Thursday, 26 May 2011

Half hour challenge, Bodgers Ball

The competition I like best at the Bodgers Ball is the Half Hour Challenge. The brief is: to make anything you like from a billet of green wood in half an hour, and that makes a good demonstration at shows or events. Stuart King was judging this competition and we had to show him the billet of wood that we were to use. We all went back to our pitch to await the starting whistle. I had a very large crowd around me - 50 plus people.The first thing was to axe out a small plank of wood.
With this competition I think it is important to talk to your audience, explaining what you are doing, how and why, plus relating any appropriate, amusing anecdotes and experiences. I did see Stuart briefly in the audience and I would hope that the challenge is also judged on this aspect. Mark Allery  fed me one of his home made cookies soon into the competition, a big mistake as it shut me up  for a minute while I chewed away on a slightly dry and too large mouthful.
I jumped next onto the shaving horse and shaved the billet down to the proportions I wanted, and then onto the vice to carve the wing profile. When entering any competition, especially one watched live by others a certain amount of adrenaline kicks in. It is important not to rush as this is when accidents can happen. I take things slowly and stop often to explain and show what I am doing. A large crowd often helps me along with the demonstration, especially when they ask questions or interact with comments.
Now onto the riving of the feathers, this is the bit where everything can easily go wrong. I tend to speak less during these few minutes. Once the riving is complete then onto the cutting out and carving of the bird's body. This can be the more boring bit for people and I tend to tell a few stories here about the history of fan birds.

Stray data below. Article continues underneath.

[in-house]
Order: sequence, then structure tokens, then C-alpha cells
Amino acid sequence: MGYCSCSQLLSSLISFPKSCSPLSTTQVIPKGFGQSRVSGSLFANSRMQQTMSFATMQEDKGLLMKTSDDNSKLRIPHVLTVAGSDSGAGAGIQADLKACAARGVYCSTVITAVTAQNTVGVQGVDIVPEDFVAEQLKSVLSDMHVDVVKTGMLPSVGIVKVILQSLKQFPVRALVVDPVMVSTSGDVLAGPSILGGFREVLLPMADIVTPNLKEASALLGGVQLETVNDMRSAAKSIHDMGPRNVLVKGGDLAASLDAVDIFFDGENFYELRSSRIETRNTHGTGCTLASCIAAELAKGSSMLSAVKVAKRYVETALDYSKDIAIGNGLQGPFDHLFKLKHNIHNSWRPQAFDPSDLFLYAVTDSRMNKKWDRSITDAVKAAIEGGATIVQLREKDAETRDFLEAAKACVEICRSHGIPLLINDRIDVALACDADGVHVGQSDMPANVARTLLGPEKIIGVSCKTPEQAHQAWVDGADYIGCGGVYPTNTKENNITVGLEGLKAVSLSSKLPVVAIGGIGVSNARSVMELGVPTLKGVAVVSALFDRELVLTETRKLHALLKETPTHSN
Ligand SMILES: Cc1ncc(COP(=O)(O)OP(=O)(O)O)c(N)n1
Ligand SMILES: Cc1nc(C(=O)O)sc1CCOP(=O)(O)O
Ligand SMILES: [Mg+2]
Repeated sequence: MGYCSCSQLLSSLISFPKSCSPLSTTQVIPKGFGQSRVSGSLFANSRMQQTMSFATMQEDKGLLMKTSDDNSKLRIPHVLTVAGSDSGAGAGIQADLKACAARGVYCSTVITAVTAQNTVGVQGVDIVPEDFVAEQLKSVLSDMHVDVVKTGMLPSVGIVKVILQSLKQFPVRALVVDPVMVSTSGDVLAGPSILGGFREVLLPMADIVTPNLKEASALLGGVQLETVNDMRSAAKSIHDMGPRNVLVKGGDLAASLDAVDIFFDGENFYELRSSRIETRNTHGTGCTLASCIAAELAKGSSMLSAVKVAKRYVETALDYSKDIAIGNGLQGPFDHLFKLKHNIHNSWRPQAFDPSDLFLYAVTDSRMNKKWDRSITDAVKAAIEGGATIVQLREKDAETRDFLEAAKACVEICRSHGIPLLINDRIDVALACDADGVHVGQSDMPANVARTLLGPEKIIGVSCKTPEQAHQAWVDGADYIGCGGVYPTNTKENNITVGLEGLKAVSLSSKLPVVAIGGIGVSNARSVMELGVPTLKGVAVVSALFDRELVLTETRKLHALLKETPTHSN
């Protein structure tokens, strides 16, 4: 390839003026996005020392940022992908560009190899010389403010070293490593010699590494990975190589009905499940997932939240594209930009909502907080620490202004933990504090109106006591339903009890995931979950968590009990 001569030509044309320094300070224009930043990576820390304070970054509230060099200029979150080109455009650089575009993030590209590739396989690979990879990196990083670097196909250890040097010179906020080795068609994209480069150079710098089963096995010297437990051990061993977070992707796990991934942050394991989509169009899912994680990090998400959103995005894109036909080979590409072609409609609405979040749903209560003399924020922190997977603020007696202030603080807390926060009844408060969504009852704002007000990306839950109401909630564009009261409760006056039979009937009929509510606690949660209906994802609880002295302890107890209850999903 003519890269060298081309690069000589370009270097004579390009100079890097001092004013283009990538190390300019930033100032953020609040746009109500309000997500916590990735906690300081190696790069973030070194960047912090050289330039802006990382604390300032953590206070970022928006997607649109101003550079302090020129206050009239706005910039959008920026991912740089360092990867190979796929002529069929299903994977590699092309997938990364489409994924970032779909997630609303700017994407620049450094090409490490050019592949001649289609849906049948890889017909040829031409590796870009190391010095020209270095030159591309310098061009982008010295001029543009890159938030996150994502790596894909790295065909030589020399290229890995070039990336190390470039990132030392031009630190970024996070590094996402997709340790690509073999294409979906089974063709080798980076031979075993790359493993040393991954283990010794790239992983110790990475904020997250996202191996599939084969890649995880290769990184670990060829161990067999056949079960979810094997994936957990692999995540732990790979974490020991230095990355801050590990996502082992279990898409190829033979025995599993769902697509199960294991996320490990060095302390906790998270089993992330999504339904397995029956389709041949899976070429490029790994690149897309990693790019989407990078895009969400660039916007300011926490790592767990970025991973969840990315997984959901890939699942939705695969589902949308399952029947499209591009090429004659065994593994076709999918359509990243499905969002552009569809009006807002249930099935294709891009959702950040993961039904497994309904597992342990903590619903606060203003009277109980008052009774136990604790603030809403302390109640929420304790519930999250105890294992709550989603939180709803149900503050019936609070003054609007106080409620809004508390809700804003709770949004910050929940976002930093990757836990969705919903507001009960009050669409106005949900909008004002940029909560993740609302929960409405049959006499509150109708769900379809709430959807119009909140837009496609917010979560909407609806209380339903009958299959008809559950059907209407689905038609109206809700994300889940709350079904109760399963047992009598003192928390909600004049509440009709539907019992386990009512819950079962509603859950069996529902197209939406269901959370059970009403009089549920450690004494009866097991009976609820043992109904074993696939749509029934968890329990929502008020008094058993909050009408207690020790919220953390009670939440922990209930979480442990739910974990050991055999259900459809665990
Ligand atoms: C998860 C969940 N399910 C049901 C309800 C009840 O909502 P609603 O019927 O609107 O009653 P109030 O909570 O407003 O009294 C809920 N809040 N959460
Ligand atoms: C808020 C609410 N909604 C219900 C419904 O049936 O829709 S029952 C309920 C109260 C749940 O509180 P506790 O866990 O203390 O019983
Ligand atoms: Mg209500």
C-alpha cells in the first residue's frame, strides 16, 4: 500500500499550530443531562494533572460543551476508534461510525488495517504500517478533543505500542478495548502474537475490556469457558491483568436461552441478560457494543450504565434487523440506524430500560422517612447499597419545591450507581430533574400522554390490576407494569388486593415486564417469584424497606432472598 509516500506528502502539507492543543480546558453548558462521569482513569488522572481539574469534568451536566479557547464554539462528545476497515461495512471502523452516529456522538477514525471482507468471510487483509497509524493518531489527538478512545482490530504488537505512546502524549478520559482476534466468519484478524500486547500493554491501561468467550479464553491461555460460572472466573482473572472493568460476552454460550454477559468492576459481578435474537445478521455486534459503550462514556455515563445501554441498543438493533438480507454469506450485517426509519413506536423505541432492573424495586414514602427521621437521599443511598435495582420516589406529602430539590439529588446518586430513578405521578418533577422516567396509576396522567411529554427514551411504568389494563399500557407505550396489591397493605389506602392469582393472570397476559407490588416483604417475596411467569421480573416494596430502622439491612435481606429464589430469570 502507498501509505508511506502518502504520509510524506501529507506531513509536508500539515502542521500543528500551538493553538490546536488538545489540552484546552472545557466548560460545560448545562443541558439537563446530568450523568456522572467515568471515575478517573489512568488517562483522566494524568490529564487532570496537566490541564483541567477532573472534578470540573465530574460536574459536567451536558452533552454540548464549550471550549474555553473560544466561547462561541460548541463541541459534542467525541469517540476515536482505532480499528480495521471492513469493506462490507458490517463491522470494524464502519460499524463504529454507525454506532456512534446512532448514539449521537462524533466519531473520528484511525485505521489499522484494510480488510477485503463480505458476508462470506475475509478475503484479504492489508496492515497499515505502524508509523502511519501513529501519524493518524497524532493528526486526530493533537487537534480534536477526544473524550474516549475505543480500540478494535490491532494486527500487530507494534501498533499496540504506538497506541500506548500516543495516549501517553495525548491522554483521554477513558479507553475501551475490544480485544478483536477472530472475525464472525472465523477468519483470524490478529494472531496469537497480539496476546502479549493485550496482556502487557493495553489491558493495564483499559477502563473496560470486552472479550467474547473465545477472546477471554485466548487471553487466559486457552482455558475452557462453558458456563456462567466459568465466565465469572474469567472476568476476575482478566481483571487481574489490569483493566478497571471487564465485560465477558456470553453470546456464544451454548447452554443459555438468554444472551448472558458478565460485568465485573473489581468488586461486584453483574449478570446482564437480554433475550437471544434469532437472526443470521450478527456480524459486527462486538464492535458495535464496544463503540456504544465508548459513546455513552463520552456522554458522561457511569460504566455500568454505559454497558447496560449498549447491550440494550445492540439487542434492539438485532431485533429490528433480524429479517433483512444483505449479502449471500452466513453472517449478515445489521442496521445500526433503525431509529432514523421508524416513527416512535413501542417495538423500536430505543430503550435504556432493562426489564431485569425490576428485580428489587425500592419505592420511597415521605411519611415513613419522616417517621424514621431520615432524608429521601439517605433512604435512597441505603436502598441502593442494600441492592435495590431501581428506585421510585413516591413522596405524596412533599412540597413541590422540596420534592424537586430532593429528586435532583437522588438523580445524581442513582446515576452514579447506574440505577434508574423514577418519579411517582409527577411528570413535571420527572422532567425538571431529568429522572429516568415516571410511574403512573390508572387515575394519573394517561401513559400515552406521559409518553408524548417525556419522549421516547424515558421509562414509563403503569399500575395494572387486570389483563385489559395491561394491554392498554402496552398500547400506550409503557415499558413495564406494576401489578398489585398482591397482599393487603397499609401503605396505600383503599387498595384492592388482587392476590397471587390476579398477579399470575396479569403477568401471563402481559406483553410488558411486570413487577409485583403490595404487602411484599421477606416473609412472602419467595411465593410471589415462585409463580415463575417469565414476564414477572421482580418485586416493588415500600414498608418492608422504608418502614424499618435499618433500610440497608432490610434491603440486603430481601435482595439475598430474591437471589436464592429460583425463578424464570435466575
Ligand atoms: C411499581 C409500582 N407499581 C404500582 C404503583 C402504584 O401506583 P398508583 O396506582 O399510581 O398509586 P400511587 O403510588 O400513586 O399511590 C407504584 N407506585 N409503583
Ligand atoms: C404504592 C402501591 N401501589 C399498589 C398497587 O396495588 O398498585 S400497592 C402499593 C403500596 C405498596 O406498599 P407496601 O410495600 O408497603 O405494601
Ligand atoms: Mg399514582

My favourite bit is the interlocking and fanning out of the wing feathers. The bit of wood, by then,  looks like a bird.
Stick a pin in its head and attach some thread, hold up and receive applause.
Stroll down to the judges table and hand in the finished demonstration piece. I knew I had some stiff competition from James Pomfrey, also known as chainsawkid on the Bodgers forum and who made a bowl on the pole lathe.
To my great delight Stuart awarded me first prize.
I love the showmanship of these shorter demonstrations, and would like to develop the making of traditional greenwood items into a live multimedia show, for theatres and the like.  If and when this will happen I do not know. I would also like to develop a story to be told along with this demo. We are not just craftspeople when we demonstrate because we offer ourselves as a spectacle, what we say and do during this spectacle is up to us. Some demonstrators wait until they are asked a question before uttering any words, some of us talk about what we are doing as we go along. I happen to be a closet storyteller/ showman.

Many thanks to Nick Winter for sending me these photos.

By the way if any of you know any good stories about birds, bird creation myths etc, please let me know

If you would like me to demonstrate at your show or even,t then contact me for my fee.

If you would like to learn how to make fan birds then I am running a workshop on  Sept 24th/ 25th 2011.

Friday, 20 May 2011

Bowl core

So what do you do with all your bowl cores from turning bowls on the pole lathe. Our dog Milo loves them, they make great balls.

It does not matter if they get lost, plenty more where they came from.

Saturday, 14 May 2011

Bodgers Ball 2011

The Bodgers Ball 2011 at Brockhampton was hard work this year, even though Dan came with me. Not only did we provide the two person cross-cut challenge, but I also gave a talk on saw sharpening, and demonstrated making fan birds. I judged the team log to leg race with Stuart King and also entered the half hour challenge. Dan took part in the singles log to leg race and came in at 8th place. In a couple of years I am sure he will be up there in the top three. Time flew by and I hardly had a chance to see other stalls and chat to everyone I wanted to.